The case for trend‐stationarity is stronger than we thought

David N. Dejong, Charles H. Whiteman

Research output: Contribution to journalArticle

25 Citations (Scopus)

Abstract

In DeJong and Whiteman (1991a), we concluded that 11 of the 14 macroeconomic time‐series originally studied by Nelson and Plosser (1982) supported trend‐stationarity. Phillips (1991) criticizes this inference, claiming that our procedure is biased against integration, and that our results are sensitive to model and prior specification. However, Phillips' alternative models and priors bias his results in favour of integration; despite these biases, Phillips' own findings indicate that the data provide the greatest relative support to trend‐stationarity. This result is similar to our own (1989, 1990, 1991b) findings concerning the sensitivity of our results; the trend‐stationarity inference is remarkably robust.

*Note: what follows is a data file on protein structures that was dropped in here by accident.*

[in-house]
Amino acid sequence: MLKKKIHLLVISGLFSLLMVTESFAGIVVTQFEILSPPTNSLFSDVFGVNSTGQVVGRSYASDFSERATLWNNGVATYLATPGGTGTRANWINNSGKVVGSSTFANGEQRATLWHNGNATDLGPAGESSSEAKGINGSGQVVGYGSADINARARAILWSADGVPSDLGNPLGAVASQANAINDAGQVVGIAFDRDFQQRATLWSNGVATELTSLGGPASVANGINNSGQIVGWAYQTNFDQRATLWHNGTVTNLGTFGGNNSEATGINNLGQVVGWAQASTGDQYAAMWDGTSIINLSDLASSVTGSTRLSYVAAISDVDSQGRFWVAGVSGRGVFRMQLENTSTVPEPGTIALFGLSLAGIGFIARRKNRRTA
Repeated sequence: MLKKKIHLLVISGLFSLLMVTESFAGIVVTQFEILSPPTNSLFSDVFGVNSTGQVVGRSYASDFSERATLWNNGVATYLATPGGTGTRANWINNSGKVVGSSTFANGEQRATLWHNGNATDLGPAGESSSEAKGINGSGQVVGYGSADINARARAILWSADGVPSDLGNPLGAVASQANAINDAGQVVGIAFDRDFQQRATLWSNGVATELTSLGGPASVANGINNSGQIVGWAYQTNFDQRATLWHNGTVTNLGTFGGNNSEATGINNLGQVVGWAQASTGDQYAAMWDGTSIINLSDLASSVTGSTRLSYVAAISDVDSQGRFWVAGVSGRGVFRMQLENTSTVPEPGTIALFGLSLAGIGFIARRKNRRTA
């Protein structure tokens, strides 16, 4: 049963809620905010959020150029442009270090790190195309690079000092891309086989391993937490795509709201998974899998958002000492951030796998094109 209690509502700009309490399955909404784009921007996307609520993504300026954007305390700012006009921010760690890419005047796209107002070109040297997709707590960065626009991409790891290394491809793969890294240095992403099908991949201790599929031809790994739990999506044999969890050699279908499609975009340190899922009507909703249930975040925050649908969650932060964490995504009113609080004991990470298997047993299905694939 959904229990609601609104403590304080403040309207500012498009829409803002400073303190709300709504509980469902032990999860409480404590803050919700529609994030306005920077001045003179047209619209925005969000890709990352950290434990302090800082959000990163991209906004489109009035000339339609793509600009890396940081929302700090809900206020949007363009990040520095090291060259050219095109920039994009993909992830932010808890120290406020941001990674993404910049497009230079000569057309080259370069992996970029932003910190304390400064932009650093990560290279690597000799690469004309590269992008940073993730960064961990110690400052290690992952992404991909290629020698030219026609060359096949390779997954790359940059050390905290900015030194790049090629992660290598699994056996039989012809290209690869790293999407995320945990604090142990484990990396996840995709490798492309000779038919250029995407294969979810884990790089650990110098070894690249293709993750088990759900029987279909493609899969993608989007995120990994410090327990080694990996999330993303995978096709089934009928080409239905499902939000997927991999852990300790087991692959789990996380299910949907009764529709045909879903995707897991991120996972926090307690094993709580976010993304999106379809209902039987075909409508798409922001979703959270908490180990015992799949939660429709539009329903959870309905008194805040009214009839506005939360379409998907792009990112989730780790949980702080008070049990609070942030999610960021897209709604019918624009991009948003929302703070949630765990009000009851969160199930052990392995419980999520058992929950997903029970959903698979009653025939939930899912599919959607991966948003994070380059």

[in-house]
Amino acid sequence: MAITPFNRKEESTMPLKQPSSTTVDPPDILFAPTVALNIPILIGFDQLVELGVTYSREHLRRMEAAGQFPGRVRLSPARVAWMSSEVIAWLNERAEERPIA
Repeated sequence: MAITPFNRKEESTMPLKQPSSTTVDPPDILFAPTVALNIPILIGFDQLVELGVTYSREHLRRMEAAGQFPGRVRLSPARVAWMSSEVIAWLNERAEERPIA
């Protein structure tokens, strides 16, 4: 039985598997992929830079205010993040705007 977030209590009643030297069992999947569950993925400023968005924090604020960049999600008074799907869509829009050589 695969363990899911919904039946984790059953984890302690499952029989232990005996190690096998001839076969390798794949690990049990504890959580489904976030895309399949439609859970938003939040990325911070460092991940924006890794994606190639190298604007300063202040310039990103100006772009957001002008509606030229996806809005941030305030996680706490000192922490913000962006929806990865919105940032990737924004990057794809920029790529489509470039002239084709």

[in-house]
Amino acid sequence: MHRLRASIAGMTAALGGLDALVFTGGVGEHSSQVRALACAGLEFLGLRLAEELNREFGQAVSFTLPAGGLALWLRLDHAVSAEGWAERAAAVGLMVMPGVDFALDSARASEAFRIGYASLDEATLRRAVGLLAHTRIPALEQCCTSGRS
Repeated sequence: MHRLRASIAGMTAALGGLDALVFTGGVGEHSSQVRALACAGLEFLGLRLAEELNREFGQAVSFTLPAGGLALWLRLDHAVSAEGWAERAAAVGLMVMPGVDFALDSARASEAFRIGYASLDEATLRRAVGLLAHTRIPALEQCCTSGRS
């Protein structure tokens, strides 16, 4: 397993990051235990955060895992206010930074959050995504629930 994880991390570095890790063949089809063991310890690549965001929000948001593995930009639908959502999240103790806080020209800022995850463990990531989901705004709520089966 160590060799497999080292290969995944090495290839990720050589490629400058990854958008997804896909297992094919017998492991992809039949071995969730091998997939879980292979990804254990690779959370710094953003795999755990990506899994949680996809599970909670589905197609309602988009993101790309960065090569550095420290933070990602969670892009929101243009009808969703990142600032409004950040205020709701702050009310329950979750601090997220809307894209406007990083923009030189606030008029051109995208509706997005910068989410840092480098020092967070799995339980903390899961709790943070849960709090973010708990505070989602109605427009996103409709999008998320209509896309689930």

Original languageEnglish (US)
Pages (from-to)413-421
Number of pages9
JournalJournal of Applied Econometrics
Volume6
Issue number4
DOIs
StatePublished - Jan 1 1991

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trend
macroeconomics
Trend stationarity
Inference
Macroeconomics
Alternative models

All Science Journal Classification (ASJC) codes

  • Social Sciences (miscellaneous)
  • Economics and Econometrics

Cite this

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The case for trend‐stationarity is stronger than we thought. / Dejong, David N.; Whiteman, Charles H.

In: Journal of Applied Econometrics, Vol. 6, No. 4, 01.01.1991, p. 413-421.

Research output: Contribution to journalArticle

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